LDT: "Iraq is a failing state, riven by sectarian and other agendas..."
LOU DOBBS: President Bush today cited progress in Al Anbar Province and Diyala Province as examples of what can be achieved. The president also said he believes Iraqi Prime Minister al-Maliki understands the need for political reconciliation.
But the prospects for such reconciliation remain uncertain at best, as Michael Ware now reports from Baghdad. Michael?
MICHAEL WARE, CNN CORRESPONDENT: Lou, with the interim report on the war delivered to Congress and President Bush's remarks, the big picture or state of play of the war has been brought into sharp focus.
Despite what Congress is being told, the truth that emerges is that essentially Iraq is a failing state, riven by sectarian and other agendas, with many powerful factions within this government not sharing American interests and indeed opposed to them. That's why many of the congressional benchmarks that have been set either have not been met or are most likely not going to be met.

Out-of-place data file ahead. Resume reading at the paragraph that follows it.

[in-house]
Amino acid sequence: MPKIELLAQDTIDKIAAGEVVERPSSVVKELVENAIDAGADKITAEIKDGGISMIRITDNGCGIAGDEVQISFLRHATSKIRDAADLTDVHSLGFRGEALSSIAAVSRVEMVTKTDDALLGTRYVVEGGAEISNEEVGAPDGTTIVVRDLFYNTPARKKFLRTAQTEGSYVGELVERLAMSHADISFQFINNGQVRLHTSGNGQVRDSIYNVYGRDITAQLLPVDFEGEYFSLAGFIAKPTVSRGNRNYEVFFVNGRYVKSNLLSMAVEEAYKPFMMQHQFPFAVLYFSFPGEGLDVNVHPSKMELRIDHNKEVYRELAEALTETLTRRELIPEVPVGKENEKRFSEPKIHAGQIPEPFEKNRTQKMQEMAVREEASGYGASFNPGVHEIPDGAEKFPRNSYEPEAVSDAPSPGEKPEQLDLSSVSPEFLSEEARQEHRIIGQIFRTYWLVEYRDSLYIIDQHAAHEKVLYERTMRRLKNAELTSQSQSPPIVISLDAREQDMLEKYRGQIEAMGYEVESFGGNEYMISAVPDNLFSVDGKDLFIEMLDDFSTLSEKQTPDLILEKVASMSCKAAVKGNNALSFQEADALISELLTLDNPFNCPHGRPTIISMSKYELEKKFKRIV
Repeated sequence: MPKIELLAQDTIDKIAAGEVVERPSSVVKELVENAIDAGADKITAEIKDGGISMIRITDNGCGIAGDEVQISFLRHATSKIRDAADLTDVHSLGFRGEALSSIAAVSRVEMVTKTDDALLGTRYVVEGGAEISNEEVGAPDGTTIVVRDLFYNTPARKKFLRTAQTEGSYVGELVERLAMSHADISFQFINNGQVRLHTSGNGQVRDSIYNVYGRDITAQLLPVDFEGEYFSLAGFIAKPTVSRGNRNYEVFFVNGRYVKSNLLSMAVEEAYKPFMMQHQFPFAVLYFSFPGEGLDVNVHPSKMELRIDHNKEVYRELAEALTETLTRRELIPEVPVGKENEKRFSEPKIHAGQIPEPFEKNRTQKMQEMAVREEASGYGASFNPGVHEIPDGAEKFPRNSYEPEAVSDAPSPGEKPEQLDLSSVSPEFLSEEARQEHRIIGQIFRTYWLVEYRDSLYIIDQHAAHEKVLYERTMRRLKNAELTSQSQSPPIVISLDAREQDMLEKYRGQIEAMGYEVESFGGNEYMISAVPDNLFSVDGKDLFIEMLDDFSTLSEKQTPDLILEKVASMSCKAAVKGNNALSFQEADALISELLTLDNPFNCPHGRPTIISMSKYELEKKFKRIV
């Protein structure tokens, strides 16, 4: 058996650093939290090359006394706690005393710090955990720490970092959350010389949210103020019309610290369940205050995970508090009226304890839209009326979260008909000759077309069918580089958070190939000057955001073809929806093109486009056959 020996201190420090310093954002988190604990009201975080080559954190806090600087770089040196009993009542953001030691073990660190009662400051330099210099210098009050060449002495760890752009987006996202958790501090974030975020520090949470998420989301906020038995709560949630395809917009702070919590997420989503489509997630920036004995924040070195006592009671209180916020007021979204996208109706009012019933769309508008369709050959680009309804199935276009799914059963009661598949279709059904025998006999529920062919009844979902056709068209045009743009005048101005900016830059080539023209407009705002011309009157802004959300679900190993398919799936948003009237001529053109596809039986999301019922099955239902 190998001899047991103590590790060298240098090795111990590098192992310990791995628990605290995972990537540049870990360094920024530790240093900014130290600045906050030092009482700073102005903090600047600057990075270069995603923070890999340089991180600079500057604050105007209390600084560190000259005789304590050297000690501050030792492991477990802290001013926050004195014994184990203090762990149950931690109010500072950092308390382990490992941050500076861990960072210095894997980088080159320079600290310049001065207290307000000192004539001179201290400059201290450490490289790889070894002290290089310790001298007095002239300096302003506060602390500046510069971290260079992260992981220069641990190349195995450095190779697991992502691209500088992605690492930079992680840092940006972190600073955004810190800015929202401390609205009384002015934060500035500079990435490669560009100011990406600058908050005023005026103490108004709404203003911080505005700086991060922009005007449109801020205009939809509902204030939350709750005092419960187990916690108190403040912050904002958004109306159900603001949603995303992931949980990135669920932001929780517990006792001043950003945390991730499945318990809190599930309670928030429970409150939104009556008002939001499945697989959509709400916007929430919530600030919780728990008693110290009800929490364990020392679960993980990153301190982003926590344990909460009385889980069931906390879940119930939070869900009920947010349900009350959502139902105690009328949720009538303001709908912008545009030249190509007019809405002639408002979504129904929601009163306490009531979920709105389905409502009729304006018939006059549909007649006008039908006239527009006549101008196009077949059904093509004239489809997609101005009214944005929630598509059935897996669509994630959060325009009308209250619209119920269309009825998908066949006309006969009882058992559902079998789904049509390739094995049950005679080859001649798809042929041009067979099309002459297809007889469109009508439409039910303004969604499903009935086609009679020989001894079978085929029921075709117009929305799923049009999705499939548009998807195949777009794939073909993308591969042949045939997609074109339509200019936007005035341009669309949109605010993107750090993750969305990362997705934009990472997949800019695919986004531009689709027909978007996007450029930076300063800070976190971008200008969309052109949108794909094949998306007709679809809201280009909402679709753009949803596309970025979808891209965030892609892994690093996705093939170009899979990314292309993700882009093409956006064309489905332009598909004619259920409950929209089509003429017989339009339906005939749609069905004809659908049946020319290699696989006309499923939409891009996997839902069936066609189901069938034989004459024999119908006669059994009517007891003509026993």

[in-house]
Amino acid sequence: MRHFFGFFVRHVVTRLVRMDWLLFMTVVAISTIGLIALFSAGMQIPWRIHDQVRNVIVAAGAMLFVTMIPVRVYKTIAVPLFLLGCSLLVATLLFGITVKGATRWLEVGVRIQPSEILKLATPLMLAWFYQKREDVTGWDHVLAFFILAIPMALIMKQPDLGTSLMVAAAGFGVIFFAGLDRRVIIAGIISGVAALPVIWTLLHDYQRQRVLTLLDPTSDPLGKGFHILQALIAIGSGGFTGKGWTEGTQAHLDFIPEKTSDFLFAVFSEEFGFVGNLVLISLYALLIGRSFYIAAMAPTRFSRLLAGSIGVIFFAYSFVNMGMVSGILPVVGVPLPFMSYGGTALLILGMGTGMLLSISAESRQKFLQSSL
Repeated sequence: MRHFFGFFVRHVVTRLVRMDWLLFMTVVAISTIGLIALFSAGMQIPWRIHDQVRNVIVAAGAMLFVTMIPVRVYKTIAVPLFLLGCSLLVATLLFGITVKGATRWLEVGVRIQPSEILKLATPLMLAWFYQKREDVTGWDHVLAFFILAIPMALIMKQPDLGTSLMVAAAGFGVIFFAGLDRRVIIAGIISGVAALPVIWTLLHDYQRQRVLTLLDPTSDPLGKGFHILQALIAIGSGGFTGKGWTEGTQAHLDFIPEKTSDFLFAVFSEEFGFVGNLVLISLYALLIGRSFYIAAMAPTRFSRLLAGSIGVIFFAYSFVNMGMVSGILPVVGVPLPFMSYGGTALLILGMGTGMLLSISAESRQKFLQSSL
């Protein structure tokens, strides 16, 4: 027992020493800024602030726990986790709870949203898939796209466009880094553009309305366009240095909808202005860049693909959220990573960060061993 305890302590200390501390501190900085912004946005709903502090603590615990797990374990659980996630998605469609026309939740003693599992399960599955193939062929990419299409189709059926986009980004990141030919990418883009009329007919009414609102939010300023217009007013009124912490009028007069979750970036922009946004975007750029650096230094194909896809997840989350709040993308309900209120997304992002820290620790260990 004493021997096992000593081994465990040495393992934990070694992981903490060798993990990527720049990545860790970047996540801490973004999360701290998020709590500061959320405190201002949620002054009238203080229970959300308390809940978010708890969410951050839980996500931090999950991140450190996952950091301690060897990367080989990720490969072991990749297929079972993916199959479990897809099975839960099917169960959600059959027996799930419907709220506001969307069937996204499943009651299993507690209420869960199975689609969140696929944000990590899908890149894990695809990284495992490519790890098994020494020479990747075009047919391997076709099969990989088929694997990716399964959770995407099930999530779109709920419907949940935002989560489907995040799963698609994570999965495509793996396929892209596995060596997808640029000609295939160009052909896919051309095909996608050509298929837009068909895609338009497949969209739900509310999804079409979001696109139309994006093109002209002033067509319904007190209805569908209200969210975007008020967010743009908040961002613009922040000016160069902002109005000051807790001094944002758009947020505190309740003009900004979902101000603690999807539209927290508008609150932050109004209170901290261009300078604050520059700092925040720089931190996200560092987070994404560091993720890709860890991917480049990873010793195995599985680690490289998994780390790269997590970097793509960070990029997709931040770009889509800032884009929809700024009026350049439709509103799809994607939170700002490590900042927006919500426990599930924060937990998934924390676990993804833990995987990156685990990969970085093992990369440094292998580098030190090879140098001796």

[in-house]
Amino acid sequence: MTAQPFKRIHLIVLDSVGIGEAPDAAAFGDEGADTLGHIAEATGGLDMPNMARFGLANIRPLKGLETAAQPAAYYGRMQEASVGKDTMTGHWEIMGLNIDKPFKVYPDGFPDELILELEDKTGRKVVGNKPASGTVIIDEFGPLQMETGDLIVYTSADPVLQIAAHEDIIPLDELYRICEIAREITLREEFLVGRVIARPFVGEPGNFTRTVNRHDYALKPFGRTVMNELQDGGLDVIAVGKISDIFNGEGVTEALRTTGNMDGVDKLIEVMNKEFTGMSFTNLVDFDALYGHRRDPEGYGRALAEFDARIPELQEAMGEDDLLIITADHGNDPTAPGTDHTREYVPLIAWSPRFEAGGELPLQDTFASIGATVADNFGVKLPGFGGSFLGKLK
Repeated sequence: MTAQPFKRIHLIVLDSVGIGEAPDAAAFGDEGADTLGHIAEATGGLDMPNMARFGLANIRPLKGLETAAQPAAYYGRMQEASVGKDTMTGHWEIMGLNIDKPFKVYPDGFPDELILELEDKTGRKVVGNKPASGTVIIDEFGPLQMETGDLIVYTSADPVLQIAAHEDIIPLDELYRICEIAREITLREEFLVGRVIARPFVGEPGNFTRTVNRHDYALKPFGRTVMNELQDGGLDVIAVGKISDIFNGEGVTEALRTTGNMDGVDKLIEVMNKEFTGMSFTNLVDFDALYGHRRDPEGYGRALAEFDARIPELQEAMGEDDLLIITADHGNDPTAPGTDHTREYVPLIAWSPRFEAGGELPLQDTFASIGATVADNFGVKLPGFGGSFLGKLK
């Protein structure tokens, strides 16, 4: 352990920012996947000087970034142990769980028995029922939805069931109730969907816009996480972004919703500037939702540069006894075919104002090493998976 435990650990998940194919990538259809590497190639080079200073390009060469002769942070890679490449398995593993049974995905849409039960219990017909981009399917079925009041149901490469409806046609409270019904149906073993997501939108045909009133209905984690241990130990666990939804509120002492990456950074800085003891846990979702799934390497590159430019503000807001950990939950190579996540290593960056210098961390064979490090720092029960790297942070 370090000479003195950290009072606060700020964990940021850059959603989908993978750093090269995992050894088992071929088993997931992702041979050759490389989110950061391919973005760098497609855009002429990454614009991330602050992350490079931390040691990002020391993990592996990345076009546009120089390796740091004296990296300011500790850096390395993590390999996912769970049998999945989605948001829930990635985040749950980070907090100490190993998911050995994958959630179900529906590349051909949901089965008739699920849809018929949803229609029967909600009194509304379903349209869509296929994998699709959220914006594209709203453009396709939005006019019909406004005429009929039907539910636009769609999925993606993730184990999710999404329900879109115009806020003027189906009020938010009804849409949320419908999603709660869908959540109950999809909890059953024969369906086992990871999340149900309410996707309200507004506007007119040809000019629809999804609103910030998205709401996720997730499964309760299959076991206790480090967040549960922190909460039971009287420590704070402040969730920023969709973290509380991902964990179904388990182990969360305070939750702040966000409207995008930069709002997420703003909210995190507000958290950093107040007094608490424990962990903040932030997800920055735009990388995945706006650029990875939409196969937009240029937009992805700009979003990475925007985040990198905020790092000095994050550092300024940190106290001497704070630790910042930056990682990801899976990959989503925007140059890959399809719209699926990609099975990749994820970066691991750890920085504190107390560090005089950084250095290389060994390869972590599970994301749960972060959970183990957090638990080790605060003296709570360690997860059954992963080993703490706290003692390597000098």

That has left the administration with few successes to highlight. Indeed, the president pointed to Anbar Province and the work of the tribes in combating al Qaeda. This has nothing to do with the Iraqi government and more to do with an American deal with the Sunni/Baath insurgency.
This is a deal which, while successful against al Qaeda, is deeply troubling for the Shia-dominated government which America accuses of having links to Iran. Very much, this is a mixed bag. And it's very clear that, whatever is being said in D.C., there is still a long, long way to go before there's any kind of victory -- Lou.
DOBBS: Michael Ware reporting from Baghdad.